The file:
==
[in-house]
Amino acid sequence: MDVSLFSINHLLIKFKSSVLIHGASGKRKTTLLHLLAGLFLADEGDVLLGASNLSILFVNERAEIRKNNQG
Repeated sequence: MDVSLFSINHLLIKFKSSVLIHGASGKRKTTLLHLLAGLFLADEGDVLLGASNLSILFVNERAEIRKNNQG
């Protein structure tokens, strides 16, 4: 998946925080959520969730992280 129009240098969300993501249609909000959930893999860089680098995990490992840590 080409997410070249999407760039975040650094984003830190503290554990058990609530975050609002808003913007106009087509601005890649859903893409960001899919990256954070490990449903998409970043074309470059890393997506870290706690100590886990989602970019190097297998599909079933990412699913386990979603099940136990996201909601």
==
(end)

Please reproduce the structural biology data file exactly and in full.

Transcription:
[in-house]
Amino acid sequence: MDVSLFSINHLLIKFKSSVLIHGASGKRKTTLLHLLAGLFLADEGDVLLGASNLSILFVNERAEIRKNNQG
Repeated sequence: MDVSLFSINHLLIKFKSSVLIHGASGKRKTTLLHLLAGLFLADEGDVLLGASNLSILFVNERAEIRKNNQG
């Protein structure tokens, strides 16, 4: 998946925080959520969730992280 129009240098969300993501249609909000959930893999860089680098995990490992840590 080409997410070249999407760039975040650094984003830190503290554990058990609530975050609002808003913007106009087509601005890649859903893409960001899919990256954070490990449903998409970043074309470059890393997506870290706690100590886990989602970019190097297998599909079933990412699913386990979603099940136990996201909601």